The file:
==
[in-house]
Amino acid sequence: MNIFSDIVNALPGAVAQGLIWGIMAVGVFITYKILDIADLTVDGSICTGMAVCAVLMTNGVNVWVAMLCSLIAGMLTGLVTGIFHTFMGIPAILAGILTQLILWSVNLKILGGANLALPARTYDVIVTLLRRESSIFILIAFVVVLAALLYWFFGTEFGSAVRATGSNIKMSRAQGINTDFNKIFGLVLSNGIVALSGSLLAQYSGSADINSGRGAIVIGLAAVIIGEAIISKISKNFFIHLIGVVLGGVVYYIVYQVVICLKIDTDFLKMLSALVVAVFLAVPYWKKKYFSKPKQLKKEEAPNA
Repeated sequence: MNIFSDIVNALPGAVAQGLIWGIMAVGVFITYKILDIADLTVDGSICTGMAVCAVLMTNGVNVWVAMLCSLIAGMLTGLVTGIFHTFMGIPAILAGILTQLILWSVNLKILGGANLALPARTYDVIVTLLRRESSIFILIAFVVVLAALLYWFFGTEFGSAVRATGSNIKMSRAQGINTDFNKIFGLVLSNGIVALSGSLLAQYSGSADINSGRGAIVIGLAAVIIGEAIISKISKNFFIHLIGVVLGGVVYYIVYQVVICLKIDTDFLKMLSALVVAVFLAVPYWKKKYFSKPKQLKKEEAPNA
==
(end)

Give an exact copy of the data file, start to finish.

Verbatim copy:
[in-house]
Amino acid sequence: MNIFSDIVNALPGAVAQGLIWGIMAVGVFITYKILDIADLTVDGSICTGMAVCAVLMTNGVNVWVAMLCSLIAGMLTGLVTGIFHTFMGIPAILAGILTQLILWSVNLKILGGANLALPARTYDVIVTLLRRESSIFILIAFVVVLAALLYWFFGTEFGSAVRATGSNIKMSRAQGINTDFNKIFGLVLSNGIVALSGSLLAQYSGSADINSGRGAIVIGLAAVIIGEAIISKISKNFFIHLIGVVLGGVVYYIVYQVVICLKIDTDFLKMLSALVVAVFLAVPYWKKKYFSKPKQLKKEEAPNA
Repeated sequence: MNIFSDIVNALPGAVAQGLIWGIMAVGVFITYKILDIADLTVDGSICTGMAVCAVLMTNGVNVWVAMLCSLIAGMLTGLVTGIFHTFMGIPAILAGILTQLILWSVNLKILGGANLALPARTYDVIVTLLRRESSIFILIAFVVVLAALLYWFFGTEFGSAVRATGSNIKMSRAQGINTDFNKIFGLVLSNGIVALSGSLLAQYSGSADINSGRGAIVIGLAAVIIGEAIISKISKNFFIHLIGVVLGGVVYYIVYQVVICLKIDTDFLKMLSALVVAVFLAVPYWKKKYFSKPKQLKKEEAPNA